• Average Customer Review: 5.0 out of 5 stars  See all reviews (6 customer reviews)
  • Amazon Best Sellers Rank: #324,232 in Books (See Top 100 in Books)

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Most Helpful Customer Reviews

2 of 2 people found the following review helpful By Xuan on December 23, 2014
Format: Paperback Verified Purchase
Objectivity represents the culmination of years of research on the part of Lorraine J. Daston and Peter Galison - two of the best science historians today. This volume is an amazing read for anyone interested in science studies, history of science and technology, and even media studies. I read this whole book for my Ph.D qualifying exams. It's absolutely riveting.

In sum, the book covers three major movements in the institution of science regarding notions of truth and representation. The idea of scientific objectivity is actually a very recent phenomenon. What we usually forget is that the community and historical institution of research science has always been a SOCIAL phenomenon, and thus subject to change over time that reflects the evolving relationship between human actors and their understanding of the world. Objectivity, in the sense of removing the inherent error in human subjectivity and observation from the process of scientific judgement, has not always been a part of the way the scientific community approaches data. It only arose around the invention of the film camera, which allowed scientists to slow down and capture moments of phenomena that occurred too quickly for the human eye to observe in process. As a consequence, the scientific community began to move away from idealized renderings of the natural world and move towards mechanical observation using scientific instruments. Over time, scientists found drawbacks to the purely mechanical approach to observation, moving towards another hybrid view that privileged scientific judgement instead.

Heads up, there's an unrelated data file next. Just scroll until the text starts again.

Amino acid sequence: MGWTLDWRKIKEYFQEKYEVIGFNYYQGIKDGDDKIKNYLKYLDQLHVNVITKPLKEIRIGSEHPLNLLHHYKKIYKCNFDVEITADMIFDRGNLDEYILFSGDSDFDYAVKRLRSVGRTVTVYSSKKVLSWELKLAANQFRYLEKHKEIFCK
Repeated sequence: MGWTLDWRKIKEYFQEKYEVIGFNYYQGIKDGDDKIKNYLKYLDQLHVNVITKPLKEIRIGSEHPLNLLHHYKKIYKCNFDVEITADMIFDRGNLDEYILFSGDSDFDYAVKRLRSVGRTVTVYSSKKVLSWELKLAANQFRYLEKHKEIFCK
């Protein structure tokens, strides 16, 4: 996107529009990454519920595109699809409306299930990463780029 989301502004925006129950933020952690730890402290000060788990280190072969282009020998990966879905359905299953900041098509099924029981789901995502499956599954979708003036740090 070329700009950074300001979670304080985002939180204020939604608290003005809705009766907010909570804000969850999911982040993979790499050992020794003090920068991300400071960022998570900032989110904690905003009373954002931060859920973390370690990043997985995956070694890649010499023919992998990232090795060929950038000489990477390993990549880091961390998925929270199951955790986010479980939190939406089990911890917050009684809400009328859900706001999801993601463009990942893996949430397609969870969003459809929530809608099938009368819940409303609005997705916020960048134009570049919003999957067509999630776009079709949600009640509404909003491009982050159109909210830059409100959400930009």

What I would encourage you to take away from a reading of this book is three-fold.
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4 of 5 people found the following review helpful By Book Bear on May 27, 2014
Format: Paperback Verified Purchase
This book is a very interesting, and entertaining, exposition on the history of what we now call scientific objectivity. It explores the definitions of the objective, subjective, and their pre-kantian and post-kantian meanings in the context of the evolution of the social construction of scientific objectivity. These few words cannot do this great book proper justice but there are very few books, that when I finish, I immediately begin to read again. This was one of them.
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This book should be required reading for university students, the world over. Many students are so entrenched in ideology, the objectivity of their own carefully constructed reality is rarely questioned. This reading will certainly give you a some guidelines to arrive at an objective "truth."